Bad apples in science
In science you occasionally get bad apples, i.e. scientists who fabricate results. Fortunately, science is a self-correcting activity in which results have to be reproducible to be accepted, and theories have to be falsifiable in order to count as science. If nobody else can reproduce a result that is obtained by only one scientist then it is erroneous, no matter how talented that scientist is. A theory that makes no predictions about things that we can measure is not science, no matter how elegant or philosophically deep that theory is.
There are some famous recent examples of bad apples in science, such as J Hendrik Schön and Luk Van Parijs, both of whom lost their jobs and no doubt their careers as a result of their reckless dishonesty. The self-correcting nature of science worked for us by exposing these rogues, but the fall-out is that people trust scientists a bit less than they did beforehand. I wonder how many more as yet undiscovered cases of fraud there are out there.
What I don't yet understand is why would any scientist think that they could get away with fabricating results? They must know that other scientists will be attempting to reproduce their results. They must know that they won't receive any long-lasting recognition until other scientists actually do reproduce their results. No Nobel prizes have ever been rashly awarded because someone suddenly produced a surprisingly impressive result.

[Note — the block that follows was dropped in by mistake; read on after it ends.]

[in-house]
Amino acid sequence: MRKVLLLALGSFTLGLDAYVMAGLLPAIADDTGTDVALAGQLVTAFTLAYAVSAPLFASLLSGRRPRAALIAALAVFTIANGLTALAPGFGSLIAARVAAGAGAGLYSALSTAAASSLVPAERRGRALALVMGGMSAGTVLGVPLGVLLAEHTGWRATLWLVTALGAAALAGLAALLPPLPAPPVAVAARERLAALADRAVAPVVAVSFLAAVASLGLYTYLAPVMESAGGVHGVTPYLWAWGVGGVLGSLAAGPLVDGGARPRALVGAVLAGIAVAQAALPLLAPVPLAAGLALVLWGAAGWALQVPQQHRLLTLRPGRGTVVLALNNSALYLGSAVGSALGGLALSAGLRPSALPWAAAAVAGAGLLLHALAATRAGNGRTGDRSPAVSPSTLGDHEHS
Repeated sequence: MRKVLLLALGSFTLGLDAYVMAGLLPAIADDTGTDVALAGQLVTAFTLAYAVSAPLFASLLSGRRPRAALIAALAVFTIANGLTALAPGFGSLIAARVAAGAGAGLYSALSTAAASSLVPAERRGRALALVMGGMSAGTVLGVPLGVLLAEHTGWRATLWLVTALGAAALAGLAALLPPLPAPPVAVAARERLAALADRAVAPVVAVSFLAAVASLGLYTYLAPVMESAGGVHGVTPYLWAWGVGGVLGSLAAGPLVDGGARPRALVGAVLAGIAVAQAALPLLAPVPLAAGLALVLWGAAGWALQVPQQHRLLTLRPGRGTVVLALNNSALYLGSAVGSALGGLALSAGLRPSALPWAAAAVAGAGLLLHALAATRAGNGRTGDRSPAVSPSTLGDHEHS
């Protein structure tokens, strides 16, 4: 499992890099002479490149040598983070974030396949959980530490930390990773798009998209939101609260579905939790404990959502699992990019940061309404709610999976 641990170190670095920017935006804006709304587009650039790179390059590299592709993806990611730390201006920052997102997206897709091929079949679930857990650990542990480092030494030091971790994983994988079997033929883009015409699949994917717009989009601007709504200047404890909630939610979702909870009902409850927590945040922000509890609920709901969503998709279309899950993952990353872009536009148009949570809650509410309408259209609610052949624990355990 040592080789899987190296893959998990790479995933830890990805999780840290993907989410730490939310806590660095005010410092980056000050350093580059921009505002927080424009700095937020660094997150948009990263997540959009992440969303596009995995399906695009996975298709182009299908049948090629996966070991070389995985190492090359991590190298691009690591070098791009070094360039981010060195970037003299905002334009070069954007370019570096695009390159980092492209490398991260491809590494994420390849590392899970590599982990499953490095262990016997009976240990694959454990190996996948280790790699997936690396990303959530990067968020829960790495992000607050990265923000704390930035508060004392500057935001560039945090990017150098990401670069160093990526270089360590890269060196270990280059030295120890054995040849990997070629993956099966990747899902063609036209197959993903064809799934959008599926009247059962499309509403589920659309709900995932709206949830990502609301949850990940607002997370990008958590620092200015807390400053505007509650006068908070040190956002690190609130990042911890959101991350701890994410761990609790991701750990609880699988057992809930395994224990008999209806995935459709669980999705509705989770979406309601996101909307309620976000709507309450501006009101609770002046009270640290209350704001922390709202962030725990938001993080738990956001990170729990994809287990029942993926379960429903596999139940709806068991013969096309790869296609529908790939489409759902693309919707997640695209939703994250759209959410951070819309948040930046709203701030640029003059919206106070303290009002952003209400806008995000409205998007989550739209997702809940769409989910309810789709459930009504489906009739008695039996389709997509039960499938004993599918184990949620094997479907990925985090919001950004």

Is it possible that some scientists can so completely delude themselves that they really believe their faked results? I know self-delusion can easily happen, but usually a good night's sleep and a pause for reflection cures the problem. Maybe some people can't reset themselves in this way.
Is it possible that the demand for a continuous stream of publications forces some scientists into grey areas where they publish what they think their results would be if only they had the time to do the work? I am very familiar with this pressure to publish according to a schedule that is determined by "bean counters", and it isn't nice.